pConnDir := data.(PeerConnDir)
  fsm.peerConn = NewPeerConn(fsm, pConnDir.connDir, pConnDir.conn)
  go fsm.peerConn.StartReading()
}

This just does some general logging (which I’ve removed for clarity), and then tells the main process (through the FSM call) to start reading packets off this new peer’s data structure. I’m not going to dive into these functions deeply here.

Next time, we’ll look at the four remaining functions, as these are where the action really is from a BGP perspective.

snaproute Go BGP Code Dive (4): Starting a Peer

In the last three episodes of this series, we discussed getting a copy of SnapRoute’s BGP code using Git, we looked at the basic structure of the project, and then we did some general housekeeping. At this point, I’m going to assume you have the tools you need installed, and you’re ready to follow along as we ask the code questions about how BGP actually works.

Now, let’s start with a simple question: how does BGP bring a new peer up?

It seems like we should be able to look for some file that’s named something with peering in it, but, looking at the files in the project, there doesn’t seem to be any such thing (click to show a larger version of the image below if you can’t read it).

ls-go-bgp

Hmmm… Given it’s not obvious where to start, what do we do? There are a number of options, of course, but three options stand out as the easiest.

First, you can just poke around the code for a bit to see if you find anything that looks like it might be what you’re looking for. This is not, generally, for the faint of heart. Over time, as you become more familiar with the way coders tend to structure things, this method will work more often than not, but for now, let’s look for an easier way to find a starting point.

Second, you could compile the code, setting breakpoints in the TCP code just before TCP sends packets off to the correct process for handling, fire a BGP packet at the box using a simulator, and see where the code actually takes you. This also isn’t for the faint of heart, so let’s see if we can think of something simpler.

Third, you can do it the way I normally do. Run the code as a process and turn on debugging, generally in an emulator so you can connect peers, etc. Now, connect a peer, and capture a few debug messages. Shut everything down and return to your code directory, then search the code for one or more of the debug messages you just captured. This should lead you to the code you’re looking for. In this case, I run into a message that looks something like this—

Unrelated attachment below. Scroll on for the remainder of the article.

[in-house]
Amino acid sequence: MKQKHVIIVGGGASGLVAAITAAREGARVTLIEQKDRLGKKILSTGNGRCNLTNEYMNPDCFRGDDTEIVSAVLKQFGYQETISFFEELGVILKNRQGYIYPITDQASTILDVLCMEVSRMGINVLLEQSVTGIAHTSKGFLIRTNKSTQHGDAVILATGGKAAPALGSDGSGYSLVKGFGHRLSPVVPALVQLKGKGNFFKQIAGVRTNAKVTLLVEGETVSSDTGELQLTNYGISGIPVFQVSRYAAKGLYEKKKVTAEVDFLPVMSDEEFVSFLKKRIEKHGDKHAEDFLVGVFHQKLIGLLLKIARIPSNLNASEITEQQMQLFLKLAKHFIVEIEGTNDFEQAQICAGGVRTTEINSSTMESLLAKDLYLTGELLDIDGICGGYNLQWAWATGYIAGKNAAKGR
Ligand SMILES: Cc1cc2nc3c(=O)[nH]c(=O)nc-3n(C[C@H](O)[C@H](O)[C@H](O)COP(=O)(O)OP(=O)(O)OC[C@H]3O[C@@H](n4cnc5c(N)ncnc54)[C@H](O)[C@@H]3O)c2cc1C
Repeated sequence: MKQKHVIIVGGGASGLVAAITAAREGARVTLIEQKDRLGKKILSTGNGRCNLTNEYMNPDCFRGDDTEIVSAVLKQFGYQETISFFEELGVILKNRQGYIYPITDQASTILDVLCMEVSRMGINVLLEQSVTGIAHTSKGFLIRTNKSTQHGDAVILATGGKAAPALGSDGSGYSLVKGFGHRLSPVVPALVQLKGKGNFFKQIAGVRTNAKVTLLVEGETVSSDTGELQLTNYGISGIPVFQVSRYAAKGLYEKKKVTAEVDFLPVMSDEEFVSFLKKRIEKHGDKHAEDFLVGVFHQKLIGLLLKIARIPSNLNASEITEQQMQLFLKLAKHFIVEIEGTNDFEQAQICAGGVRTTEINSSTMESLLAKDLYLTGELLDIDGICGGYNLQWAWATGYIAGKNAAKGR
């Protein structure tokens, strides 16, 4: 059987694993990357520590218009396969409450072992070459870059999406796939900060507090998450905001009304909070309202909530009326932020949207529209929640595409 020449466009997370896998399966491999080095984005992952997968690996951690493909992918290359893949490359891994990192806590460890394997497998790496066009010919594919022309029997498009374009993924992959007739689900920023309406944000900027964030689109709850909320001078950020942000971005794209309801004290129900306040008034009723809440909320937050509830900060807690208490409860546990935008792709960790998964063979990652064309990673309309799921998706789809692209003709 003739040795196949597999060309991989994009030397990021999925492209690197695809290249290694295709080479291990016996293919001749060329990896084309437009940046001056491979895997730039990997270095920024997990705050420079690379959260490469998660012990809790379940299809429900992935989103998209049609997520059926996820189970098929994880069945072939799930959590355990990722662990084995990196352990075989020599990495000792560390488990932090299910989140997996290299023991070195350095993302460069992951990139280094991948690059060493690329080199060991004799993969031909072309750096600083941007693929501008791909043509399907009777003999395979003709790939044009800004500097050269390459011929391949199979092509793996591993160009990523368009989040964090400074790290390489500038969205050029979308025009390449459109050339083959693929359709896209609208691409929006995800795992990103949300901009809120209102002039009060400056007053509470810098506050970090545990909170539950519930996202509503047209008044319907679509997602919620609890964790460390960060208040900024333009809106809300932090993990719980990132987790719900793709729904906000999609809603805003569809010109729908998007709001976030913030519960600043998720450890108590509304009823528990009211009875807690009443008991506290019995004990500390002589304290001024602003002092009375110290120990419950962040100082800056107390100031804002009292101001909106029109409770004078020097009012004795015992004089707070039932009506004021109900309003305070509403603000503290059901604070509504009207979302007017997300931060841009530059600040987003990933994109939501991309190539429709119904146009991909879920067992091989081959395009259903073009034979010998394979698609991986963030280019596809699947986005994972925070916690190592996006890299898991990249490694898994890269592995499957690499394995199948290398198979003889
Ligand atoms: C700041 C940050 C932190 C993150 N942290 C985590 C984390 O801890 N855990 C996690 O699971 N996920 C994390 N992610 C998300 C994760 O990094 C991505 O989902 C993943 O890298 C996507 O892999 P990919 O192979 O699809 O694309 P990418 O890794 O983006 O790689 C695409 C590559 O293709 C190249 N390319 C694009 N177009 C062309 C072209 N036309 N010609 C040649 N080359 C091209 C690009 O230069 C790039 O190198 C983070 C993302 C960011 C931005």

Neighbor: x.x.x.x FSM xx ConnEstablished - start

There is one word in here that is pretty odd—ConnEstablished—and hence will probably yield results if I do a search for it. I’m going to resort to Atom here, as I don’t want to get into grep on the command like, but doing a search across the entire project shows me (once again, click for a larger version)—

go-bgp-conn-est

Hmmm… The most interesting of these is the one where the message is actually printed on the console, which is line 1319 in fsm.go. Popping into this file, I find the following—

func (fsm *FSM) ConnEstablished() {
  fsm.logger.Info(fmt.Sprintln("Neighbor:", fsm.pConf.NeighborAddress, "FSM", fsm.id, "ConnEstablished - start"))
  fsm.Manager.fsmEstablished(fsm.id, fsm.peerConn.conn)
  fsm.logger.Info(fmt.Sprintln("Neighbor:", fsm.pConf.NeighborAddress, "FSM", fsm.id, "ConnEstablished - end"))
}

Now if I find where this function is called, I can find out where, in the code, neighbors actually actually established. This process of tracing back from the end point to figure out what’s actually happening can be a bit tedious, but until you’re more familiar with the basic structure of the code, it’s often the only choice you’re going to have.

As it turns out, the name of the function we need to find is ConnEstablished. We can repeat our original search to find out where this function is actually called (see the image above, as it’s the same search). There is only one call to this function, found in the same file—

func (fsm *FSM) ChangeState(newState BaseStateIface) {
  ....
  } else if oldState != BGPFSMEstablished && fsm.State.state() == BGPFSMEstablished {
    fsm.ConnEstablished()
  }
}

You might notice there are a number of calls to PeerConnEstablished, as well—and we would simplify our search by jumping directly to that call—but for the moment let’s take the long way around by tracing back one step at a time.

Looking at the code, we find there are a number of calls to ChangeState, but the one that’s interesting is here—

st.fsm.ChangeState(NewEstablishedState(st.fsm))

Which is around line 611 in fsm.go, for those who are trying to follow along. This particular call is interesting among all the other calls because it is the only one that mentions the state we’re looking for, established state. We can figure out where to look next by going to the top of the function in which this line of code is called, which is—